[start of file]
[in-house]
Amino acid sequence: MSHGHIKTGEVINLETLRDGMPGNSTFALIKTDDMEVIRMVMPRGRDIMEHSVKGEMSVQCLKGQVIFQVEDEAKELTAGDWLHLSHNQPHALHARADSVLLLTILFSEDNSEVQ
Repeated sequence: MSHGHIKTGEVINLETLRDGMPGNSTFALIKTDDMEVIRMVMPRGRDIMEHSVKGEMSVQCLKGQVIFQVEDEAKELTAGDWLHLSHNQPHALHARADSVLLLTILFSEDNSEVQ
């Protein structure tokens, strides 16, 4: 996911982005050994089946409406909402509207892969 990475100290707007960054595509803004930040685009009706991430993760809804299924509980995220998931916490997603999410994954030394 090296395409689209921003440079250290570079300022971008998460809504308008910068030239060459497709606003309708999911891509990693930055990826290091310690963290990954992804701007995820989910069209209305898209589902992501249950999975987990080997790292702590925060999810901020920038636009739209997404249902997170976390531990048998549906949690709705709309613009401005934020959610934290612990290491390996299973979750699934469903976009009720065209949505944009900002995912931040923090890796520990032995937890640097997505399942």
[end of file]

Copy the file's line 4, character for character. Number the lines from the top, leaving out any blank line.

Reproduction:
């Protein structure tokens, strides 16, 4: 996911982005050994089946409406909402509207892969 990475100290707007960054595509803004930040685009009706991430993760809804299924509980995220998931916490997603999410994954030394 090296395409689209921003440079250290570079300022971008998460809504308008910068030239060459497709606003309708999911891509990693930055990826290091310690963290990954992804701007995820989910069209209305898209589902992501249950999975987990080997790292702590925060999810901020920038636009739209997404249902997170976390531990048998549906949690709705709309613009401005934020959610934290612990290491390996299973979750699934469903976009009720065209949505944009900002995912931040923090890796520990032995937890640097997505399942």